Brian L. Milne, Energy Editor, Schneider Electric
Lower wholesale costs for gasoline are moving through the supply chain which should again pressure retail prices, with the Energy Information Administration (EIA) last reporting in their weekly survey through March 18 a national average for regular grade at a $3.696 gallon five-week low. The average has declined for three consecutive weeks through mid-March.
Limiting the upside for gasoline prices is reduced demand compared with historical averages. On March 21, the American Petroleum Institute said gasoline deliveries, a proxy for demand, sank 3.1% in February from February 2012 to 8.4 million barrels per day (bpd). It was the lowest implied demand rate for gasoline during a February since 2001. The API also said for the first two months of 2013, gasoline demand is trailing the year prior period by 0.3%, which is also the lowest demand rate since 2001.
While the API shows gasoline demand down earlier this year, the most recent data from the Federal Highway Administration showed Americans drove 1.2 billion or 0.5% more miles in January than they did during the corresponding period in 2012. All regions of the country showed an uptick in miles traveled on U.S. roads.
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The lack of reconciliation between these two data sets reflects improving vehicle mile efficiency for U.S. vehicles. Earlier this month, the Environmental Protection Agency (EPA) said the mileage efficiency rating for cars and trucks sold in 2012 increased 1.4 miles per gallon. The air regulator estimates a 16% increase in U.S. vehicle mileage efficiency from 2007 through 2012.
Vehicle mileage efficiency readings will continue to improve in the U.S. through rigorous standards jointly imposed on automakers by the EPA and the Department of Transportation. The improving mileage collides, however, with a requirement for increasing levels of ethanol in the gasoline pool.
The Energy Independence and Security Act of 2007, passed in a year when many experts conclude U.S. gasoline demand peaked, includes a provision mandating increased amounts of renewable fuel in transportation fuels to displace petroleum-based fuel. The majority of this requirement is being satisfied by corn-based ethanol.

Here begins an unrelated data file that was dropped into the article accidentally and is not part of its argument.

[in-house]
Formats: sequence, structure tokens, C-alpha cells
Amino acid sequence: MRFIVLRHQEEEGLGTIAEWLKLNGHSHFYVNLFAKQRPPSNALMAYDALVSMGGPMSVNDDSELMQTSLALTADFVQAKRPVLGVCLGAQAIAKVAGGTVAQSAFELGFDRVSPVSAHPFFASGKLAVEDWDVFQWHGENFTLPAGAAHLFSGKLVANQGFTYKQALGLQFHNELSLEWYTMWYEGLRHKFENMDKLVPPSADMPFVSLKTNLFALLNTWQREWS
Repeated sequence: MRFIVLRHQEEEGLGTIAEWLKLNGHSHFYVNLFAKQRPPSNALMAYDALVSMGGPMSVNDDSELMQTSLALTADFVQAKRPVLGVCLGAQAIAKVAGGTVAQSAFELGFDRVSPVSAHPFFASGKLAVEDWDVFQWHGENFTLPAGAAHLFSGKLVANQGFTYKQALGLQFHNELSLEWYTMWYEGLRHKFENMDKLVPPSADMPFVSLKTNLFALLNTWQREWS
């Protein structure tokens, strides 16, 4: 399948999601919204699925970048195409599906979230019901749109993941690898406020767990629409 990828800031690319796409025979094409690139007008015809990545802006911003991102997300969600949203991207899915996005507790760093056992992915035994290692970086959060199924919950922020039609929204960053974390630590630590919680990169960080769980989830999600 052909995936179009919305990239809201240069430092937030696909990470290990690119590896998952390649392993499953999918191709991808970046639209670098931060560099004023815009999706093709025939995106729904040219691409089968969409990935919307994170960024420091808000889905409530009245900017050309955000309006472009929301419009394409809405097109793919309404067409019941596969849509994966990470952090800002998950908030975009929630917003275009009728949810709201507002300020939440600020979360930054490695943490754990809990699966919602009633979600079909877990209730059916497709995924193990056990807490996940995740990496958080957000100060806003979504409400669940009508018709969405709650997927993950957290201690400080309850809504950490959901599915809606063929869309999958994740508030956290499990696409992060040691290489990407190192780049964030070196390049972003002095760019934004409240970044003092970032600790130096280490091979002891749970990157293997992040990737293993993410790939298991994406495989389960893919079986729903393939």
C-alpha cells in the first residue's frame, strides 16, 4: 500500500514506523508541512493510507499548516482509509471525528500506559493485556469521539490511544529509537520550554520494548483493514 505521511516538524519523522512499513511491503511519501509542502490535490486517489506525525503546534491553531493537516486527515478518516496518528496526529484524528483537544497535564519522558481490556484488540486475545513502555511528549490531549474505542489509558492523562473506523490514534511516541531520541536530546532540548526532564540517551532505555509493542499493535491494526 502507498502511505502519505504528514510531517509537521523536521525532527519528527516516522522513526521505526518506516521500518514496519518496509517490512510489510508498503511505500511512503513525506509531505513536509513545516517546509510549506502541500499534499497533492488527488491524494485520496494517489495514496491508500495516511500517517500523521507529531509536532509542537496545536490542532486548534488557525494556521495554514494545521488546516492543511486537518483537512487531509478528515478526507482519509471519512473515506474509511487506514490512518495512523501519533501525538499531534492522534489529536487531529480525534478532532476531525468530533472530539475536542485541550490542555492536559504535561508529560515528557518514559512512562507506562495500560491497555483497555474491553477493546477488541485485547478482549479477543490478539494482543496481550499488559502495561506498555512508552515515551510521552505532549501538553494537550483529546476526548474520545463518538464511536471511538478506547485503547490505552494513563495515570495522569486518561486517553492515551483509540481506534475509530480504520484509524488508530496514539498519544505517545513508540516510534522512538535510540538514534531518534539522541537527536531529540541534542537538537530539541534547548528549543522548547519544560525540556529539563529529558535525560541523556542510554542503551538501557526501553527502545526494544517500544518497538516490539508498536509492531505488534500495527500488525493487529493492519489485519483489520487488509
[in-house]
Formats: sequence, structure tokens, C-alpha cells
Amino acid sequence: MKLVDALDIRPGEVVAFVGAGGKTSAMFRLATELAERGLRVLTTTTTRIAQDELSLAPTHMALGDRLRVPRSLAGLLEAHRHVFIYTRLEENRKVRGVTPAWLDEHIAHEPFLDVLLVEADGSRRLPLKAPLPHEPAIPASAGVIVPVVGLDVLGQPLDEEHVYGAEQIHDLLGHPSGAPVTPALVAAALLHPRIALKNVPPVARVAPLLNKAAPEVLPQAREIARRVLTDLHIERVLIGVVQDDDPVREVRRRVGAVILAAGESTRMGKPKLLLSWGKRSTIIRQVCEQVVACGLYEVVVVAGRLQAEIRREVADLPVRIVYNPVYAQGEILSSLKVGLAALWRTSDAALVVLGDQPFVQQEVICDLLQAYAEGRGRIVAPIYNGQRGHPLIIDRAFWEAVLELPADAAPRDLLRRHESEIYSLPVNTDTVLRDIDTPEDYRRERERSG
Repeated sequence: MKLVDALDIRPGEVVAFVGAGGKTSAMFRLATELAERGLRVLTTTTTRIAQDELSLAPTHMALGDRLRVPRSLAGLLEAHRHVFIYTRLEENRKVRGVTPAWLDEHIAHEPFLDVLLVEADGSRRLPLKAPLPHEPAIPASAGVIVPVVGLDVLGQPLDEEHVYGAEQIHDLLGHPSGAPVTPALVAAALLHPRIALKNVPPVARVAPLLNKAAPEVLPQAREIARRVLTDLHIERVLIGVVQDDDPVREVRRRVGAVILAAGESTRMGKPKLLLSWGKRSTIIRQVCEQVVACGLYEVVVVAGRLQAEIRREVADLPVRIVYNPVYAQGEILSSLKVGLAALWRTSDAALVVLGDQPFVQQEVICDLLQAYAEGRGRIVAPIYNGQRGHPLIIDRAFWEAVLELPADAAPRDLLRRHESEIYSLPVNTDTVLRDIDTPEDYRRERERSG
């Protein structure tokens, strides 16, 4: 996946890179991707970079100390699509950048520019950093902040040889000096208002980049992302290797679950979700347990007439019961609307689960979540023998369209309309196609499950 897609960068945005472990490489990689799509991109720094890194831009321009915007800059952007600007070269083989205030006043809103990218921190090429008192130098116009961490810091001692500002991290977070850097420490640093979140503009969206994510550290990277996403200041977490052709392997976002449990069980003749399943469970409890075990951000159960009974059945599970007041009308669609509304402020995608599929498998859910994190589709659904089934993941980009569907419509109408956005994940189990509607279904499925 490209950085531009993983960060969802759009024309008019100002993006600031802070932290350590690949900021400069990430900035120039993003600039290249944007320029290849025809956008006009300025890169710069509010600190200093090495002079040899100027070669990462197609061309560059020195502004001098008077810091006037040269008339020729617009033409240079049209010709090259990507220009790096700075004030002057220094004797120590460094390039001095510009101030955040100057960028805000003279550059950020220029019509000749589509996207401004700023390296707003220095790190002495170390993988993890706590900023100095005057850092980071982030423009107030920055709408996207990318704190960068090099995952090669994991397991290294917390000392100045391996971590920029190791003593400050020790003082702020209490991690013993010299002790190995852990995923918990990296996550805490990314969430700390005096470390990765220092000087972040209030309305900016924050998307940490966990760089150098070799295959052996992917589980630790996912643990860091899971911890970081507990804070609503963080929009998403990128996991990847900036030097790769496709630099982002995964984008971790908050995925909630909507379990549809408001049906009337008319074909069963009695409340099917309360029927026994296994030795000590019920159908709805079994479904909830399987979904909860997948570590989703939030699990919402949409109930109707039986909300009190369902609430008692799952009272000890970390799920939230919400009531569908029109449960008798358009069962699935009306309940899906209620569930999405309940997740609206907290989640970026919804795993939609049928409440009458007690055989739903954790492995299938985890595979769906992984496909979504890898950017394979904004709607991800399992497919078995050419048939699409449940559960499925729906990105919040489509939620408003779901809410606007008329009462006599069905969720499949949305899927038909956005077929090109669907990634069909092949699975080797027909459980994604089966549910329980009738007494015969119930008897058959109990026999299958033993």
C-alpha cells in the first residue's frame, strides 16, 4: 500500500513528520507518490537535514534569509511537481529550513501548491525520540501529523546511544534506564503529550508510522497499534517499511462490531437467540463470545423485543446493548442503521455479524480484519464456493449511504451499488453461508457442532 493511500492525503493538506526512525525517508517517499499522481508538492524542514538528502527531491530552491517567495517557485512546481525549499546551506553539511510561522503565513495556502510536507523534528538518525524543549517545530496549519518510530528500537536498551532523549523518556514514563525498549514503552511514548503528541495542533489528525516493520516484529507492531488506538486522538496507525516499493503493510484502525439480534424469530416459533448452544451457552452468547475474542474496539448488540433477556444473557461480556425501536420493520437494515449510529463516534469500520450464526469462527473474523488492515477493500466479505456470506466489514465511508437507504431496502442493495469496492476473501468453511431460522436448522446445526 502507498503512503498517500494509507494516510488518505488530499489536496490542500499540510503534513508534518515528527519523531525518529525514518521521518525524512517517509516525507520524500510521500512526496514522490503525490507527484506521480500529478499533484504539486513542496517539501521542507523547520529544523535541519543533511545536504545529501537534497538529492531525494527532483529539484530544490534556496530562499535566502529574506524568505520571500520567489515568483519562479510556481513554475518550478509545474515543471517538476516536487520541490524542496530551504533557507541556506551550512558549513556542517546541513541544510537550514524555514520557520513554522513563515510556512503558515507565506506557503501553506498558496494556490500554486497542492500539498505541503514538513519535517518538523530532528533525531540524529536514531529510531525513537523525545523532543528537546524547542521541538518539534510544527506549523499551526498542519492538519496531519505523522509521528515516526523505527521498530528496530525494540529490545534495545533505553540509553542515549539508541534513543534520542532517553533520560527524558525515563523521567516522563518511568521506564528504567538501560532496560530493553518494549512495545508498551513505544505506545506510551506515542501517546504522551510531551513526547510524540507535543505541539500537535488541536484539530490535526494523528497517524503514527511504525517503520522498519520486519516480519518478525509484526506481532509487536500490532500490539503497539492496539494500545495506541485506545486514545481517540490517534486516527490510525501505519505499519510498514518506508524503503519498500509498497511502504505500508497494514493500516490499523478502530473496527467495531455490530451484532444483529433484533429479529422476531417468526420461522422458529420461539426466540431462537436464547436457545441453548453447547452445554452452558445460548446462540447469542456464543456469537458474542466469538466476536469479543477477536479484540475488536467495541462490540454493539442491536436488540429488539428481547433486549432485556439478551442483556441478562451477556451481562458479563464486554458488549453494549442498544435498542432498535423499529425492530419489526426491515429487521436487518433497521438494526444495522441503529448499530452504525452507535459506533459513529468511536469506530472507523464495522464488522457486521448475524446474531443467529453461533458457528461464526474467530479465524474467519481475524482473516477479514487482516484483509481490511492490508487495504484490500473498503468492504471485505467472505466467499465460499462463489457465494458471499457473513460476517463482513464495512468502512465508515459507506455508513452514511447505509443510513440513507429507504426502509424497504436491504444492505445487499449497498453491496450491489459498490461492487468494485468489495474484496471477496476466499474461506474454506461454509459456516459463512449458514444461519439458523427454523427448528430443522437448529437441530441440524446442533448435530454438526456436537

Likely this year, the oil industry believes ethanol will reach a 10% concentration level in the gasoline pool. Since the EPA issued only a partial waiver for non-flex fuel vehicles to use gasoline with a 15% ethanol blend ratio and automakers would void vehicle warranties with ethanol blend ratios above 10% for 2000 and older vehicles, the oil industry said they have hit the “blend wall,” and won’t be able to meet the higher Renewable Fuel Standard (RFS) without buying additional compliance credits known as Renewable Identification Numbers (RIN).
RINs, which are generated when a renewable fuel is either produced or imported into the US, moves with the blendstock through the supply chain, and will eventually be submitted to the EPA to show an obligated party’s—refiners, blenders and importers—compliance with the RFS. RINs can be separated from the renewable fuel and traded in the open market, with the purpose of this trading component aimed at providing obligated parties flexibility in meeting their Renewable Volume Obligation.
Ethanol D6 RINs for 2013 started the year trading at roughly 7 cents, but spiked to $1.10 in March before dropping back to a 70 cents range. A $1 RIN value can add as much as 10 cents to the cost of a gallon of gasoline explain industry analysts, with the cost of complying with the RFS expected to be fed through the supply chain. Meanwhile, oil refineries are seen exporting more gasoline to avoid increasing their RVO since exports are not considered under the RFS. Some have suggested refineries might produce less gasoline to avoid driving up their RVO.
Consider oil refiner Valero Energy projects its costs in complying with the RFS through the RIN program could jump from $250 million last year to $500 to $750 million this year for an idea of how the blend wall is affecting the marketplace; and Valero is also a major producer of ethanol.
The oil industry has requested a freeze in the RFS or its outright dismantling because of the issue in meeting the mandate, and some legislators are looking for ways to protect the consumer from the effect of the surging compliance costs. Absent a response by the EPA and lawmakers, retail gasoline prices could continue to climb this summer even if demand continues to fritter away.
About the Author
Brian L. Milne is the Energy Editor for Schneider Electric—a leading business-to-business provider of real-time commodity information services among many other activities. Milne has been focused on the energy industry for 17 years as an analyst, journalist and editor. He can be reached at email@example.com.